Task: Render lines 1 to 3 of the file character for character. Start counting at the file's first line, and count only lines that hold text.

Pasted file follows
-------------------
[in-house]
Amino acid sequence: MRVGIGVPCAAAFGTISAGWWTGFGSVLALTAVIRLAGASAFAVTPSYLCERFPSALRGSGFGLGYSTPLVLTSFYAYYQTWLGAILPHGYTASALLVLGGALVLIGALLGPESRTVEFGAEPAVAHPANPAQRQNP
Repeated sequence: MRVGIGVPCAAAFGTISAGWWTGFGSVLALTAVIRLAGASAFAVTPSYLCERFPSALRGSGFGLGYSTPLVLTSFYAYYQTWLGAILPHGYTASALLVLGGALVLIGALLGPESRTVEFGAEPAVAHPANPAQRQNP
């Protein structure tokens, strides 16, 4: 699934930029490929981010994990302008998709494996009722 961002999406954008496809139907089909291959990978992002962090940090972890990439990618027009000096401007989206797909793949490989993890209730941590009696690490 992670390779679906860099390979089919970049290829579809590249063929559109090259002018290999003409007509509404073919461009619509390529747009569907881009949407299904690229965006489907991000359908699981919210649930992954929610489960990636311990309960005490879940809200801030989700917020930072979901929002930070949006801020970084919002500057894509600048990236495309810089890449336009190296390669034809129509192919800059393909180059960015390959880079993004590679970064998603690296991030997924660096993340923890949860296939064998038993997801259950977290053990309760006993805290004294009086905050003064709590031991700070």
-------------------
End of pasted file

[in-house]
Amino acid sequence: MRVGIGVPCAAAFGTISAGWWTGFGSVLALTAVIRLAGASAFAVTPSYLCERFPSALRGSGFGLGYSTPLVLTSFYAYYQTWLGAILPHGYTASALLVLGGALVLIGALLGPESRTVEFGAEPAVAHPANPAQRQNP
Repeated sequence: MRVGIGVPCAAAFGTISAGWWTGFGSVLALTAVIRLAGASAFAVTPSYLCERFPSALRGSGFGLGYSTPLVLTSFYAYYQTWLGAILPHGYTASALLVLGGALVLIGALLGPESRTVEFGAEPAVAHPANPAQRQNP